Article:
Illustrated of Usual Excellence

To use the critical terminology of the late Hoyle, the current issue of the Illustrated "is to be commended."

The cuts are well done, and as they are chiefly action pictures of track scenes, they are particularly interesting at the present time. Those of the Yale meet serve the double purpose of furnishing a resume of that occasion and of depicting the strongest contenders from the two universities in the approaching Intercollegiates. Thanks to its exchange service with the journals of other colleges, the Illustrated is able to publish photographs of the stars from Cornell, Pennsylvania, and Princeton who will be seen here tomorrow and Saturday. Supplementing these pictures is an interesting history of the Intercollegiates and an interview with "Pooch" Donovan. The editors deserve praise for their enterprise in securing views of the Senior Picnic, but five days having elapsed since that event. The remainder of the pictures are devoted to baseball.

Heading the editorials is a bit of touchingly sincere self-congratulation on the part of the outgoing board, pardonable, perhaps, under the circumstances. As a handy compendium of high school valedictories. "Another Fledgling Leaves the Nest" is without equal. The closing lines could not but touch the heart of the most cynical, nor is the wealth of advice contained in them less astounding when one considers that such profound knowledge of the world comes from an under-classman.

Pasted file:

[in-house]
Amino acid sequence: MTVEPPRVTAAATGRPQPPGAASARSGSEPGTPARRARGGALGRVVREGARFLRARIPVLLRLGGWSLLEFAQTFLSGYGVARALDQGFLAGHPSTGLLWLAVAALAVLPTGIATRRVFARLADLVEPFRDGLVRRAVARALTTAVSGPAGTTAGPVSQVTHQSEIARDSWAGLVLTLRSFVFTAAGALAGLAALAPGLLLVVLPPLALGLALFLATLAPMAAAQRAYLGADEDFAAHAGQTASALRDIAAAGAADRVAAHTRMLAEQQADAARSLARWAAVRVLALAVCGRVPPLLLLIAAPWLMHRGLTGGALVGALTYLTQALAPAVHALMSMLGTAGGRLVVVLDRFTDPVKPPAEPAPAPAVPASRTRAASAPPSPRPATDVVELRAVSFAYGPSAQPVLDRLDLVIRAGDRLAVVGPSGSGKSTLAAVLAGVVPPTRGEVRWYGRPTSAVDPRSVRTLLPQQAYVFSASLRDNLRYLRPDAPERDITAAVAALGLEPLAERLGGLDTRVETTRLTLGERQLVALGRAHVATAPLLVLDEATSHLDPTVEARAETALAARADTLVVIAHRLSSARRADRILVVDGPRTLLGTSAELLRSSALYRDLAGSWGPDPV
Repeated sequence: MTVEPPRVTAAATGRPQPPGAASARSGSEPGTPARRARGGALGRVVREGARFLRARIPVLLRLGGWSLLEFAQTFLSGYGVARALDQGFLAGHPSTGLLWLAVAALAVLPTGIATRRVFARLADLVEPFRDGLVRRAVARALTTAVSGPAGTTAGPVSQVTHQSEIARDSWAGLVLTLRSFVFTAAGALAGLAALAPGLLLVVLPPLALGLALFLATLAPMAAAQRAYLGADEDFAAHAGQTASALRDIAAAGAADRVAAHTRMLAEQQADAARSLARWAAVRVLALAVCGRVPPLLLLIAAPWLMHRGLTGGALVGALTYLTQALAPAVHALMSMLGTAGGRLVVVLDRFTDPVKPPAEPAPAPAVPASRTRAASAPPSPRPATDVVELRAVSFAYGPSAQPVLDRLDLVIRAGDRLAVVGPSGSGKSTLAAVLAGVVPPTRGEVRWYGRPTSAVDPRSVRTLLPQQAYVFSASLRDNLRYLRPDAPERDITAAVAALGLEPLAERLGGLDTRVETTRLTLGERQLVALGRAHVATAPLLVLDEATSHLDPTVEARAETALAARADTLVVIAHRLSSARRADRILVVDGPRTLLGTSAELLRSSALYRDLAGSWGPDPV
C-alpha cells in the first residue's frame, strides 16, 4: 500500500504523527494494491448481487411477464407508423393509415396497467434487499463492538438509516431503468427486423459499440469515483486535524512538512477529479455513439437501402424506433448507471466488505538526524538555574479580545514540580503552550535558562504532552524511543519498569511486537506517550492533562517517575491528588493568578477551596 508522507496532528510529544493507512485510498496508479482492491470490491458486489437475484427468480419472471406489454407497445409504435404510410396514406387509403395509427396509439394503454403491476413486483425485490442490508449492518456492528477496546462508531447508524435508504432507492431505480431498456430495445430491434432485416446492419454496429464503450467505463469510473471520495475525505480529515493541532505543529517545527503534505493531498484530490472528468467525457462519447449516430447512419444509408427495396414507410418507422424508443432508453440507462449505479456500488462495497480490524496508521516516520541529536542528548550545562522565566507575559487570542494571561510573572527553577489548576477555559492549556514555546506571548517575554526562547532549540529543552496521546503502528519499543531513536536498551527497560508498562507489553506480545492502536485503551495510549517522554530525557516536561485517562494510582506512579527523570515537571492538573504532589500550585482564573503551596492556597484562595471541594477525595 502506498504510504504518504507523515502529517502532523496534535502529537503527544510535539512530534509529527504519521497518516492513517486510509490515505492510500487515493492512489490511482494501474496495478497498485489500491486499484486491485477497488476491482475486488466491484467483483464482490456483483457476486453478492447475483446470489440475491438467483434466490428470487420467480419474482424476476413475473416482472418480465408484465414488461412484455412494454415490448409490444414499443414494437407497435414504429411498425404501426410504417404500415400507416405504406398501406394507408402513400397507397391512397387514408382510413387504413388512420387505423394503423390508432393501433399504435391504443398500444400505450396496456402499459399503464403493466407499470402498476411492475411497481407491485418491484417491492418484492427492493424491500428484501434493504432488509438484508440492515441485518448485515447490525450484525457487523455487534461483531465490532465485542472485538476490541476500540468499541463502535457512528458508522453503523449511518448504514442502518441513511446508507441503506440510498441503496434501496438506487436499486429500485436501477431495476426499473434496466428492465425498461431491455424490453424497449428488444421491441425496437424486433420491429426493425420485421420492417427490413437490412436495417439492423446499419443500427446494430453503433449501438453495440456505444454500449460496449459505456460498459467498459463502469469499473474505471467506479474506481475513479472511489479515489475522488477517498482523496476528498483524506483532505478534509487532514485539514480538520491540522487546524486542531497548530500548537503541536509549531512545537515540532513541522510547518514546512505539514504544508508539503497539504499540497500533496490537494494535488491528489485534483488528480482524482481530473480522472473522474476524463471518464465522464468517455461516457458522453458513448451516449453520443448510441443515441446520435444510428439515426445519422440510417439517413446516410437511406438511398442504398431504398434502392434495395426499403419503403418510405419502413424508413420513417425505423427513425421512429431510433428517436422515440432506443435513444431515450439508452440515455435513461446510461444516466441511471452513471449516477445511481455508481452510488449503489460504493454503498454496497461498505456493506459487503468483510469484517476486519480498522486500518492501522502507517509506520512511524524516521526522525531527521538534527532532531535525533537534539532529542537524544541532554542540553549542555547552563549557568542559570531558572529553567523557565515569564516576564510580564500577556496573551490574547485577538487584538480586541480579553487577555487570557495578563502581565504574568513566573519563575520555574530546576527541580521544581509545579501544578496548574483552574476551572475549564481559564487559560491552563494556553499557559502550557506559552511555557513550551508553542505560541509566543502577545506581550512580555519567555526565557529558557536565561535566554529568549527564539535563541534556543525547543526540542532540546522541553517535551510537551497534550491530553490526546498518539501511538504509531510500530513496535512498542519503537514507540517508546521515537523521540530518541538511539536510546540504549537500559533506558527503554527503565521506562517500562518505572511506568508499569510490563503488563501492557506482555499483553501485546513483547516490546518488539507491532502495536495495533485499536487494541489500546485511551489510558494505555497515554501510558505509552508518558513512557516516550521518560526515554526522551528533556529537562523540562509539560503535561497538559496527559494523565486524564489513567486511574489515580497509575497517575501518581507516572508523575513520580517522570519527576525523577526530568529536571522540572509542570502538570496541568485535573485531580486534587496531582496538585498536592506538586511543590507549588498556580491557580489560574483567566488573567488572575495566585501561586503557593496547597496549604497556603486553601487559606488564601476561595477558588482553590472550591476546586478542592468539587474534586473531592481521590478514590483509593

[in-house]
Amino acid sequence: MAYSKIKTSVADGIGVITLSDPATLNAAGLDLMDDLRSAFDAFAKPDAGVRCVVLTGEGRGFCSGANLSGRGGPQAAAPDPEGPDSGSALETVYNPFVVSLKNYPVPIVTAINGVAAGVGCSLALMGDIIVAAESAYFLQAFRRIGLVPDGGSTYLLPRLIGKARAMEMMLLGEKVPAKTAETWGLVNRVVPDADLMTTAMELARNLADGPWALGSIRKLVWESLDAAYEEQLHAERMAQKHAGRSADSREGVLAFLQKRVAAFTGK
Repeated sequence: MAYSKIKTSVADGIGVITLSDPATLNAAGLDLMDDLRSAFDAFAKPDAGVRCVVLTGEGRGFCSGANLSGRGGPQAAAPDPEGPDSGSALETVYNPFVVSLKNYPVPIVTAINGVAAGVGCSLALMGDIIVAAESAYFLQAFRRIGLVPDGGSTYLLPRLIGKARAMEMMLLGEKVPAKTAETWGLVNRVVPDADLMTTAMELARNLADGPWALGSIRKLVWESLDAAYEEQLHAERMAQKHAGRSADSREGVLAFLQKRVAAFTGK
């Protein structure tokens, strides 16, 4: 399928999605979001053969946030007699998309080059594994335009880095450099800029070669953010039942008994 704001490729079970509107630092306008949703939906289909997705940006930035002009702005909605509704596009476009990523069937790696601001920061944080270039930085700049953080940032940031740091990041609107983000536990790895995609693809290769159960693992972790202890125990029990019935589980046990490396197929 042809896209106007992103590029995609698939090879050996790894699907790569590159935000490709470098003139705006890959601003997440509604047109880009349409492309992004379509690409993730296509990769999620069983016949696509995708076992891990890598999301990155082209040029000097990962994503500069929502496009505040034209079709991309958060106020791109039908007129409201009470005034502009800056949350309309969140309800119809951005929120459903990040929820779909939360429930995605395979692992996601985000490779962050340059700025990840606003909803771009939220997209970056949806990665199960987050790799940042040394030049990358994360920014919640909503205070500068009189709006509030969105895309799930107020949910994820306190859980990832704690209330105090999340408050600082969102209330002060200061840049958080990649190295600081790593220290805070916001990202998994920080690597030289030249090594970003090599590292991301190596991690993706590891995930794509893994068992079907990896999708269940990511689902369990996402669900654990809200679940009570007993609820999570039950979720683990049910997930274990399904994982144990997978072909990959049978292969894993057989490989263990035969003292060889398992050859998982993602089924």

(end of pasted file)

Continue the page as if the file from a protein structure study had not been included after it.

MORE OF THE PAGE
The editorial which aims briskly to dispose of our fourth year of college is scarcely to be taken seriously. With our modern interest in graduate school specialization, many do "get through" in three years, it is true, but unless the majority of us have some such real inducement, we will all doubtless prefer to take our culture in the "good oldfashioned way." The four-year course may be largely sedentary, but, to use the words of Voltaire, "C'est la vie!"

The article on Mexico is vividly and tersely written, but aside from being recounted by an eye-witness, differs little from the usual treatment of this subject. The attention of the editors should be called to the erroneous placing among the news notes of the fact that Dartmouth men prefer the "D" to the Phi Beta Kappa key.


The issue on the whole, however, is very satisfactory indeed and sets a standard of excellence in photographs which will be difficult to surpass.